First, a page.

The god in small things: Ethnomethodology takes ethnography to the details [Syllabus as Essay Series] [guest contributor]
Our June guest contributor is an inter-disciplinary ethnographer, Barry Brown, who is well known for his work in Human-Computer-Interaction, Sociology, and Communications. He pioneered the study of leisure and entertainment in social computing and has applied it to research on augmented reality video games, mixed-reality museum visiting, mobile collaborative tourism, and transportation. Barry recently joined Mobile Life at University of Stockholm as the center Co-Director.
We’ll do an interview with Barry in another post about his career as an ethnographer who has worked in many industrial and academic settings. For today, we asked Barry to talk to us about something that very few ethnographers talk about – ethnomethodology.
When I first heard of the word, I cringed because it just sounded boring and unsexy. It’s hard enough to explain to people what ethnography is. Luckily, Barry was the first person to not only introduce me to ethnomethodology, but mentor me in the techniques of and wonders of ethnomethodology.
So what’s the best best way we can do our first post on ethnomethodology at Ethnography Matters? A curated reading list!
We asked Barry to curate the first post in our Syllabus as Essay reading series. In this post, Barry explains how ethnomethodology helps us answer questions that sociological theories just can’t. He also suggests reading Mike Lynch, an author I blogged about a while back on Cultural Bytes. Barry covers Garfinkel and guides us through Harvey Sack’s writing by recommending specific chapters in his oeuvre. He then ends with the philosopher, Wittgenstein, who inspired thinkers across multiple disciplines.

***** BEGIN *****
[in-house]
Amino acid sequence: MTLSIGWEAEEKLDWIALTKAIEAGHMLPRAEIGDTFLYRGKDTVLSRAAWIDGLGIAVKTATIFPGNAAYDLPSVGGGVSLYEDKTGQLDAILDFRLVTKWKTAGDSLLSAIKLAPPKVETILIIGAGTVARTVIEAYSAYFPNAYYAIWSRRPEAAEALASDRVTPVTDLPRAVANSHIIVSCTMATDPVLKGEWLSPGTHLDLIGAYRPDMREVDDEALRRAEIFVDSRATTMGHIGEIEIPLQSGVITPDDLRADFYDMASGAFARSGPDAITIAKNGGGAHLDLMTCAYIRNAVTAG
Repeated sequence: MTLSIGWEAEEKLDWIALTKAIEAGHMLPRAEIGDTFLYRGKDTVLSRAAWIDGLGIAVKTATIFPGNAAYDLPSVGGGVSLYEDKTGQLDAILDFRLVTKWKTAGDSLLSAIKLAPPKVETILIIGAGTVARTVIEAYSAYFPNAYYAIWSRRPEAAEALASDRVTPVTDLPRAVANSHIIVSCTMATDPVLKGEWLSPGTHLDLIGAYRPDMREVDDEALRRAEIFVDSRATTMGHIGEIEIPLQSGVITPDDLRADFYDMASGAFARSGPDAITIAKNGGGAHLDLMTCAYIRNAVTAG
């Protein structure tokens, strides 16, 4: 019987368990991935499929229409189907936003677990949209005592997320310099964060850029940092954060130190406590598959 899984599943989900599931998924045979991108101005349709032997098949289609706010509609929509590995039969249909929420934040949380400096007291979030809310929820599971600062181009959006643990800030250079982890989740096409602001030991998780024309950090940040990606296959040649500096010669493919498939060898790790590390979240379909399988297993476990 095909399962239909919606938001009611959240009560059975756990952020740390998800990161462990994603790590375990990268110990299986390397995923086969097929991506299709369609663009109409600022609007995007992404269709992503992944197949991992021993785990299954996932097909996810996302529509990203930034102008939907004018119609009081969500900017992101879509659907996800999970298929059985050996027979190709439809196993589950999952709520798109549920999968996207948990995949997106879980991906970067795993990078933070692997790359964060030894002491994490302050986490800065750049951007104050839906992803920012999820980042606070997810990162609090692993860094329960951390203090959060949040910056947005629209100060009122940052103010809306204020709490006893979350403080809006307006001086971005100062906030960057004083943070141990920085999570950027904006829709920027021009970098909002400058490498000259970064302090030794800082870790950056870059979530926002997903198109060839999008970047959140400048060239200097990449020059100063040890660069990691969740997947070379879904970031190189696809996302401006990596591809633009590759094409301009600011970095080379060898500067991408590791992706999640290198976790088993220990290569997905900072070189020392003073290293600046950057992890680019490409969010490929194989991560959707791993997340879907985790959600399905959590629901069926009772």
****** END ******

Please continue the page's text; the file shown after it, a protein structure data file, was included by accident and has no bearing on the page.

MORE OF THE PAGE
If you would like to contribute to the Syllabus as Essay series, please reach out ethnography matters [at] gmail [dot] com.
Enjoy! Tricia and team.
I work with ethnography and the design of technology – a not uncommon role for contributors to this blog. It’s something of a truism to say that, when working with computer systems, the details matter. Not just in the case of a semi colon versus a full stop, your ‘p’s and ‘q’s all in the right place, but in the ways in which the right font here or a well designed feature can turn a computer system from useless to must have. This attention to detail – ‘sweating the small stuff’ is based on the assumption that what we see as ‘big things’ naturally and unavoidably rest upon the small.
For that reason I’ve always thought there’s something of a natural affinity between computer science – or the design of technology more broadly – and my particular favourite flavour of ethnography. “Ethnomethodology” is a particularly odd branch of sociology, obsessed to a quite unhealthily degree with ‘the details’ of social life and social interaction. It is an ‘-ology’ that looks at the methods whereby people live their lives – how we interact (Sacks 1995), talk (Atkinson and Heritage 1984), walk (Ryave and Schenkein 1974), work (Button 1993), travel (McHugh, et al. 1974), break the law (Sacks 1972) or cry (Beach and LeBaron 2002). So, for example, when we converse we do not usually all talk at once – there is structure in our turn taking activity (Sacks, et al. 1974). When we offer an invitation there are certain ways of refusing that avoid rudeness (Sacks 1995).
Our activities are structured yet not simply determined by these structures. Rather structures are seen and used in the everyday organization of this activity. These are the structures that ethnomethodology has studied – something of an inversion of the notion of ‘structure’ as it is commonly deployed in the social sciences (Garfinkel 2002). Read More…